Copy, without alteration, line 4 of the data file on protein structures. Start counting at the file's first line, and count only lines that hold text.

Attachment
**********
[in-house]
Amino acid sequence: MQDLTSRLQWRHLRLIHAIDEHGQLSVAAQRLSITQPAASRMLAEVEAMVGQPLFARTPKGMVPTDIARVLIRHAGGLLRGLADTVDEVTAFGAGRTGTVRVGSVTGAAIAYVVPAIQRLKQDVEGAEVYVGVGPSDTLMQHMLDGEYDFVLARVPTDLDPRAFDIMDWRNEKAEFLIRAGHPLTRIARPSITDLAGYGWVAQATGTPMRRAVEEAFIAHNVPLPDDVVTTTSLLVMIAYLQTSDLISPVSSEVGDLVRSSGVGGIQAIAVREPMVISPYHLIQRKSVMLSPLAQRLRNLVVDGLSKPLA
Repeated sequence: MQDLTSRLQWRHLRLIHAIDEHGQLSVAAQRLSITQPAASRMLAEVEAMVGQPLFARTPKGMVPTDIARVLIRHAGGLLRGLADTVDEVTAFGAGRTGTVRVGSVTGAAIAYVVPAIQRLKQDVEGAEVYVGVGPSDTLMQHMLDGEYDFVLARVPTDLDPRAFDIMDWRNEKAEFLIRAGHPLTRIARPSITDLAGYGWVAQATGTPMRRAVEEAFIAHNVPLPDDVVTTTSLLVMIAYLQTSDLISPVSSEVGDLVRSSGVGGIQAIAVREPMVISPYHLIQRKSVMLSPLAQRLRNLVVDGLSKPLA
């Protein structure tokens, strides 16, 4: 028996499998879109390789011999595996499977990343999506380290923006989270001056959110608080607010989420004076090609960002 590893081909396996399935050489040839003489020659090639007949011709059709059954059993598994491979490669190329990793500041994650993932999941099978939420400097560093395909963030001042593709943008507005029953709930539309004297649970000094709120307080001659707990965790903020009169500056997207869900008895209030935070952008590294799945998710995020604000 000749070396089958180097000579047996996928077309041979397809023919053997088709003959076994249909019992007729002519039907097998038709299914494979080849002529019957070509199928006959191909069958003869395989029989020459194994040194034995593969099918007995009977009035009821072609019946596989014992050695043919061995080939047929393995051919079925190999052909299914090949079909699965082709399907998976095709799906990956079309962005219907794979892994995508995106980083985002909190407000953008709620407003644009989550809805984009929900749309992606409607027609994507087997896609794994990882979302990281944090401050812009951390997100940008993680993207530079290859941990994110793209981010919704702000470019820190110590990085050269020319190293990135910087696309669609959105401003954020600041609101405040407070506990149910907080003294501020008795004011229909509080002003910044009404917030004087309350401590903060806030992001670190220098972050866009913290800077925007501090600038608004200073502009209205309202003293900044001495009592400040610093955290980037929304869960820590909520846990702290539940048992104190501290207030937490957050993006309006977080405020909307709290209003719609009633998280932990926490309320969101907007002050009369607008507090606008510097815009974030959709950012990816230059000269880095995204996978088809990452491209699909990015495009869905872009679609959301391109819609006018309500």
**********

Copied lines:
């Protein structure tokens, strides 16, 4: 028996499998879109390789011999595996499977990343999506380290923006989270001056959110608080607010989420004076090609960002 590893081909396996399935050489040839003489020659090639007949011709059709059954059993598994491979490669190329990793500041994650993932999941099978939420400097560093395909963030001042593709943008507005029953709930539309004297649970000094709120307080001659707990965790903020009169500056997207869900008895209030935070952008590294799945998710995020604000 000749070396089958180097000579047996996928077309041979397809023919053997088709003959076994249909019992007729002519039907097998038709299914494979080849002529019957070509199928006959191909069958003869395989029989020459194994040194034995593969099918007995009977009035009821072609019946596989014992050695043919061995080939047929393995051919079925190999052909299914090949079909699965082709399907998976095709799906990956079309962005219907794979892994995508995106980083985002909190407000953008709620407003644009989550809805984009929900749309992606409607027609994507087997896609794994990882979302990281944090401050812009951390997100940008993680993207530079290859941990994110793209981010919704702000470019820190110590990085050269020319190293990135910087696309669609959105401003954020600041609101405040407070506990149910907080003294501020008795004011229909509080002003910044009404917030004087309350401590903060806030992001670190220098972050866009913290800077925007501090600038608004200073502009209205309202003293900044001495009592400040610093955290980037929304869960820590909520846990702290539940048992104190501290207030937490957050993006309006977080405020909307709290209003719609009633998280932990926490309320969101907007002050009369607008507090606008510097815009974030959709950012990816230059000269880095995204996978088809990452491209699909990015495009869905872009679609959301391109819609006018309500």